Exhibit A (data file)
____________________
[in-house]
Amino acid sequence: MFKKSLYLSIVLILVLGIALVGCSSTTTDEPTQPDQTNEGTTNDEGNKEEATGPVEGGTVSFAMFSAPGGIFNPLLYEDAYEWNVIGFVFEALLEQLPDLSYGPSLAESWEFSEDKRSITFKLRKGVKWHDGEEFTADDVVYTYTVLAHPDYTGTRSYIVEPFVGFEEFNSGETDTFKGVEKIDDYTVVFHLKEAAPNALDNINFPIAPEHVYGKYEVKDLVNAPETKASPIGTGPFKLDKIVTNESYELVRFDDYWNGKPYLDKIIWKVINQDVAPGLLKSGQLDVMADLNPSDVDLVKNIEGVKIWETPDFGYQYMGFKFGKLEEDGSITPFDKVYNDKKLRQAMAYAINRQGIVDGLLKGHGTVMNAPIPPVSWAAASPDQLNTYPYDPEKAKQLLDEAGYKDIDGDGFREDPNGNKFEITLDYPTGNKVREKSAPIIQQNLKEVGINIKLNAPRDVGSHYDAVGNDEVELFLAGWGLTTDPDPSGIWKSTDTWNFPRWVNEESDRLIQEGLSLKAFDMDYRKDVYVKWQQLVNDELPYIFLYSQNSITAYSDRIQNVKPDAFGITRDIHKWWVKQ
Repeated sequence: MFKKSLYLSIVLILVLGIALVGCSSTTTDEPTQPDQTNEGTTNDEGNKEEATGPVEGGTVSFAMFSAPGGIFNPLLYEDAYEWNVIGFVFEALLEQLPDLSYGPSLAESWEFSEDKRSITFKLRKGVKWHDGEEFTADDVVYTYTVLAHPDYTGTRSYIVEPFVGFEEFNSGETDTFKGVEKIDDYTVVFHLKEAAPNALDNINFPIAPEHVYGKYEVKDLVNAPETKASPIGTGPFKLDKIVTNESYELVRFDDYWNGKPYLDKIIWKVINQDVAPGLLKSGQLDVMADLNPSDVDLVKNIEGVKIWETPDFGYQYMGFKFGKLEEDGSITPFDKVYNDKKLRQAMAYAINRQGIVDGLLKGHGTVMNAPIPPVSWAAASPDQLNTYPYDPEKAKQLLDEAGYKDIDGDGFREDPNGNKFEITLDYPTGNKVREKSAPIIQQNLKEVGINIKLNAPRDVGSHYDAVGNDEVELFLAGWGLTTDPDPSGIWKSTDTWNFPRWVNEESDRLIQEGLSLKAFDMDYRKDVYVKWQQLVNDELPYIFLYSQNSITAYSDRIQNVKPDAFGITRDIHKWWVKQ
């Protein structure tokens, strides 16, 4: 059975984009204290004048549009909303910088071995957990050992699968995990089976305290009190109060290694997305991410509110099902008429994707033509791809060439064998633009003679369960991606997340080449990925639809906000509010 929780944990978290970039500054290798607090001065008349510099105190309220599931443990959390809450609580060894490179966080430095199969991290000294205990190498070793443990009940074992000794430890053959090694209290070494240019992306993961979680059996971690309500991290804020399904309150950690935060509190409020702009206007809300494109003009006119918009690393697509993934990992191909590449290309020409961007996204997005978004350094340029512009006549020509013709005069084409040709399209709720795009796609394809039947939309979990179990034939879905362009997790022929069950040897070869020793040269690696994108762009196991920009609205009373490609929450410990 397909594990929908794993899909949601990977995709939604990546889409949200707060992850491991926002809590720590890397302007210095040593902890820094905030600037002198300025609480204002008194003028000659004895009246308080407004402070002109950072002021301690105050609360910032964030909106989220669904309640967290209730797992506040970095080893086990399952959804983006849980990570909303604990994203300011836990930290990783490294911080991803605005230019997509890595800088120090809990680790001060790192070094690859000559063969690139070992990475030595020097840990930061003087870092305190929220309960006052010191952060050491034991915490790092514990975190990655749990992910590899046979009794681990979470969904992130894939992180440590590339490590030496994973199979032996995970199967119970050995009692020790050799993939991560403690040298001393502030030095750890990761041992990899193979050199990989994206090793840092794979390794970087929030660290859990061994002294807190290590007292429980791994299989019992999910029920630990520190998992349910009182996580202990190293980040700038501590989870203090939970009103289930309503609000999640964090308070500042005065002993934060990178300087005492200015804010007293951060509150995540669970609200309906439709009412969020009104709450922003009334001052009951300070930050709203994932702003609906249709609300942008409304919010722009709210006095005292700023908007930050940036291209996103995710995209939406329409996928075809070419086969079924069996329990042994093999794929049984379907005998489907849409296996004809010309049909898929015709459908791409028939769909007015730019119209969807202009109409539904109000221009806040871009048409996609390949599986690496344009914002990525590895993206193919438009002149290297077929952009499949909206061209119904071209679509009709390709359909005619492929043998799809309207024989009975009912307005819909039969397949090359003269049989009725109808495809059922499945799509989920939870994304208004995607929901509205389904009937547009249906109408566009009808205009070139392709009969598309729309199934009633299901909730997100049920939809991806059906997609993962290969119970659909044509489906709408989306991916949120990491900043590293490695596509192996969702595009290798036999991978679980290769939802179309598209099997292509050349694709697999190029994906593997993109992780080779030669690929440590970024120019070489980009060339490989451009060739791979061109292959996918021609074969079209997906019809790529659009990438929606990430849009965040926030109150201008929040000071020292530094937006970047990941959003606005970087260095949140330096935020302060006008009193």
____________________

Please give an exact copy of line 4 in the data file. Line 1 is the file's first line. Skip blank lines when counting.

């Protein structure tokens, strides 16, 4: 059975984009204290004048549009909303910088071995957990050992699968995990089976305290009190109060290694997305991410509110099902008429994707033509791809060439064998633009003679369960991606997340080449990925639809906000509010 929780944990978290970039500054290798607090001065008349510099105190309220599931443990959390809450609580060894490179966080430095199969991290000294205990190498070793443990009940074992000794430890053959090694209290070494240019992306993961979680059996971690309500991290804020399904309150950690935060509190409020702009206007809300494109003009006119918009690393697509993934990992191909590449290309020409961007996204997005978004350094340029512009006549020509013709005069084409040709399209709720795009796609394809039947939309979990179990034939879905362009997790022929069950040897070869020793040269690696994108762009196991920009609205009373490609929450410990 397909594990929908794993899909949601990977995709939604990546889409949200707060992850491991926002809590720590890397302007210095040593902890820094905030600037002198300025609480204002008194003028000659004895009246308080407004402070002109950072002021301690105050609360910032964030909106989220669904309640967290209730797992506040970095080893086990399952959804983006849980990570909303604990994203300011836990930290990783490294911080991803605005230019997509890595800088120090809990680790001060790192070094690859000559063969690139070992990475030595020097840990930061003087870092305190929220309960006052010191952060050491034991915490790092514990975190990655749990992910590899046979009794681990979470969904992130894939992180440590590339490590030496994973199979032996995970199967119970050995009692020790050799993939991560403690040298001393502030030095750890990761041992990899193979050199990989994206090793840092794979390794970087929030660290859990061994002294807190290590007292429980791994299989019992999910029920630990520190998992349910009182996580202990190293980040700038501590989870203090939970009103289930309503609000999640964090308070500042005065002993934060990178300087005492200015804010007293951060509150995540669970609200309906439709009412969020009104709450922003009334001052009951300070930050709203994932702003609906249709609300942008409304919010722009709210006095005292700023908007930050940036291209996103995710995209939406329409996928075809070419086969079924069996329990042994093999794929049984379907005998489907849409296996004809010309049909898929015709459908791409028939769909007015730019119209969807202009109409539904109000221009806040871009048409996609390949599986690496344009914002990525590895993206193919438009002149290297077929952009499949909206061209119904071209679509009709390709359909005619492929043998799809309207024989009975009912307005819909039969397949090359003269049989009725109808495809059922499945799509989920939870994304208004995607929901509205389904009937547009249906109408566009009808205009070139392709009969598309729309199934009633299901909730997100049920939809991806059906997609993962290969119970659909044509489906709408989306991916949120990491900043590293490695596509192996969702595009290798036999991978679980290769939802179309598209099997292509050349694709697999190029994906593997993109992780080779030669690929440590970024120019070489980009060339490989451009060739791979061109292959996918021609074969079209997906019809790529659009990438929606990430849009965040926030109150201008929040000071020292530094937006970047990941959003606005970087260095949140330096935020302060006008009193």